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The Ostermann House
J. R. Klein, author
The plan is simple—buy an old farm house in the country, escape from your busy life in the city. That’s what Michael and Audrey Felton are hoping for when they move into the Ostermann house in rural Krivac, Texas. But everything goes wrong from the beginning. Michael finds a bizarre nine-sided object that is linked to an arcane numerological code. Things in the house disappear or are mysteriously moved from place to place. Someone, something, is getting into the house. Michael elicits the help of Jack Rainey, the local cop. But Rainey plays a game of cat and mouse, doling out misinformation and dire warnings. He tells them that Herman Ostermann had psychokinetic powers, and that the house is a source of powerful energies. Michael learns that the property was the target of intense military investigations during the Cold War, with the hope that the Ostermann secrets might shift the balance of power in the world. Michael’s mental state deteriorates. He and Audrey must get out as fast as possible. Frantically attempting to leave, they are blocked by forces that have a devastating message for all of humanity.
Reviews
Professors Michael and Audrey Felton, the couple at the center of this suspenseful horror thriller from Klein (Frankie Jones), are both burnt-out from their jobs at Houston’s Montclair University and decide to look for a country home. After three months of searching, Michael and Audrey end up buying an old farmhouse outside the small community of Krivac, despite the suspiciously low asking price. Once they move in, Michael has a vision of a bloodied version of a neighbor and hears a voice warning him, “This is the Ostermann house. It belongs to Ostermann. You could have left it the way it was, but you didn’t. Now it’s yours.” The Feltons gradually learn the story of their new home, which includes glowing lights on the property and late-night gatherings of dozens of people. Evidence gradually accumulates to suggest that certain visitors to the house have a rather unique origin. The action builds to a dramatic and surprising resolution. (BookLife)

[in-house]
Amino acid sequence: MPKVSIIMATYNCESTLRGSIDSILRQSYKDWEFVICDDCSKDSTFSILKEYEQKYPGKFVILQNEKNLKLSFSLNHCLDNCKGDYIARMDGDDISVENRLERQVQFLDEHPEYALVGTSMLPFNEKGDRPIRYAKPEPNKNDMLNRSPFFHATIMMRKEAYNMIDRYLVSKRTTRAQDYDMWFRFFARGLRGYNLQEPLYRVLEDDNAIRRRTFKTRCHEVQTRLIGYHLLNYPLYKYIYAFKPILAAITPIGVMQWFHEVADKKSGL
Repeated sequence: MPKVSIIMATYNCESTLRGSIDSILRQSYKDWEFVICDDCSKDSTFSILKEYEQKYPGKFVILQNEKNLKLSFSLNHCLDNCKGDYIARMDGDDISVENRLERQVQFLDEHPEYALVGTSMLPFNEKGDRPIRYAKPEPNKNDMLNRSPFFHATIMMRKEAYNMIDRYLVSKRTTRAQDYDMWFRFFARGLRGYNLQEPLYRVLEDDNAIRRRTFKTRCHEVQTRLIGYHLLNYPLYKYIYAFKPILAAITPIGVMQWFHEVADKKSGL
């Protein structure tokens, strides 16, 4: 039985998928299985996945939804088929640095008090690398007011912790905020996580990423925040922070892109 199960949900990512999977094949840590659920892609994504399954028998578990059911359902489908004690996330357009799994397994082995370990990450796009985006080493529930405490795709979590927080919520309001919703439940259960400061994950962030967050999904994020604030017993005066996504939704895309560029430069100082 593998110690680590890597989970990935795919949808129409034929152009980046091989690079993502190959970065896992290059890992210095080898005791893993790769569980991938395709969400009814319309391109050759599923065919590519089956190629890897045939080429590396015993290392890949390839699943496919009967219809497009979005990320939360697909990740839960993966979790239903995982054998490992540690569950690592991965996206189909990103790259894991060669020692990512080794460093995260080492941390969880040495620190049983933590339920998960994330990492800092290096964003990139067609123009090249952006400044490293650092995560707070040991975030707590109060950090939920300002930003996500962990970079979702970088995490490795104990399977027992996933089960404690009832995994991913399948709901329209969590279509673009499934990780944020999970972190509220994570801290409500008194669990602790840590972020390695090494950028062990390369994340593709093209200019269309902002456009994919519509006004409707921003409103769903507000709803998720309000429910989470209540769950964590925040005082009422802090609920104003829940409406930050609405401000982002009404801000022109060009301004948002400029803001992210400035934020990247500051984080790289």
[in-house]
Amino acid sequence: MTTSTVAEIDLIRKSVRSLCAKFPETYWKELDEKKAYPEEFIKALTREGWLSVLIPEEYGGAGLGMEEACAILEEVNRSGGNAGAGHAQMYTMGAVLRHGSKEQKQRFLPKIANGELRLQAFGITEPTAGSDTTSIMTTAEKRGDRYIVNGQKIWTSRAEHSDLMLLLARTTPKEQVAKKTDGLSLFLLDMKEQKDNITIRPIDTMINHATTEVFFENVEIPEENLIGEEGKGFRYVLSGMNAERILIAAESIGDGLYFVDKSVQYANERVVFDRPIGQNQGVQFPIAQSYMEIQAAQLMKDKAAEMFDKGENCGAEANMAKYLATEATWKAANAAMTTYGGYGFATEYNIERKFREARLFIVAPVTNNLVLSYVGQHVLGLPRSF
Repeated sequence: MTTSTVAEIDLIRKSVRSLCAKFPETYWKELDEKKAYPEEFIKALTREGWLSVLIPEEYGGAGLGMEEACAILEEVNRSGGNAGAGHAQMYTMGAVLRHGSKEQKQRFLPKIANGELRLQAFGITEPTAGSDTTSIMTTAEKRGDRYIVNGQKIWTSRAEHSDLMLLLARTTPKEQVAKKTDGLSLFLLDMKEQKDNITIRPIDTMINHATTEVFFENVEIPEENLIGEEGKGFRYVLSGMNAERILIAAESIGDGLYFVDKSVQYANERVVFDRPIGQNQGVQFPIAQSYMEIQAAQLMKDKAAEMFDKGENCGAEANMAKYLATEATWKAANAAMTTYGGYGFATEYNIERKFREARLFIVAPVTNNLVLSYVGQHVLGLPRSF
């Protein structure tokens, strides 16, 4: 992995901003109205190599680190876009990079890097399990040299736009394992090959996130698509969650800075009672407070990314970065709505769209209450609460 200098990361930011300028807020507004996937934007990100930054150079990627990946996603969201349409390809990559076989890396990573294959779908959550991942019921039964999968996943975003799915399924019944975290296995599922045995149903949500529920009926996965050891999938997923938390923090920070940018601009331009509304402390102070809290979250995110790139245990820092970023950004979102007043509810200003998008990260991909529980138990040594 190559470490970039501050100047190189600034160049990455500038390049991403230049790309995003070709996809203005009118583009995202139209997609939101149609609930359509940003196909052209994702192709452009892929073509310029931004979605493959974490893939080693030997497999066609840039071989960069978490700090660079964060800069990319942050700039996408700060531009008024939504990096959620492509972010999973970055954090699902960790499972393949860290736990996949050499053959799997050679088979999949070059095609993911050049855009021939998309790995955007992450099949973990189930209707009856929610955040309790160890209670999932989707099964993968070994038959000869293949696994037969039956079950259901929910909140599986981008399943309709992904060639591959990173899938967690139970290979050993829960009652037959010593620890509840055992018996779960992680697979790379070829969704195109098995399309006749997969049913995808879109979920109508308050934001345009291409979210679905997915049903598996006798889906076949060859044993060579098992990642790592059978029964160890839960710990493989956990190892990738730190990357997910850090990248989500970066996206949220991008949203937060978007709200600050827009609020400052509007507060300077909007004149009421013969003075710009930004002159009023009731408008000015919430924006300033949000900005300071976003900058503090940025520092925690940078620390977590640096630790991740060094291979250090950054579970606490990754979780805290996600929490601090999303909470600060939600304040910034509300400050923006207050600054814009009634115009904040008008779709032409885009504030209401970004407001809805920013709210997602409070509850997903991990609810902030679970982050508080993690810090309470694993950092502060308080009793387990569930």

The US Review of Books

"The room was bathed in the thin evening light that came in through the window, filling it with an eerie glow."

If you’re a fan of thrillers, mysteries, or ghost stories, chances are you’ll be intrigued with this novel that could easily find a home in any of those genres. It weaves its way from one inexplicable situation to another while constantly seeming to have its feet planted squarely on dusty Texas dirt.

The core of the plot initially feels somewhat shopworn. A couple from the city buys a country house with a suspicious reputation and strange things start to happen. Been there, done that, right? Not so fast. The weird goings-on that begin to pile one upon another in this tale can almost be logically explained—until perhaps they can’t—unless you buy into some scientific theories that feel a bit like Einstein meets The X-Files.

In addition to the menacing happenings that build in intensity, and the unfolding intricacies of potential explanations, the author does an excellent job of keeping you involved with the skill of his writing. Characters are drawn sharply and genuinely. Dialogue sounds natural during off-the-cuff banter and realistic when people must suddenly react to bizarre situations. Prose is used deftly as well. One particularly mesmerizing example involves the protagonist surreptitiously following a car until he realizes he’s being stealthily followed by another vehicle at the same time. The scene builds slowly and ominously bringing to mind cinematic equivalents such as Hitchcock’s Vertigo.

As in all tales of this sort, a final dénouement and conclusion must be reached. This particular ending will either leave you aghast, annoyed, disappointed, or delighted. Whatever your response to the ending however, it’s a good bet you will have had a wickedly good time getting there.

RECOMMENDED by the US Review of Books

 

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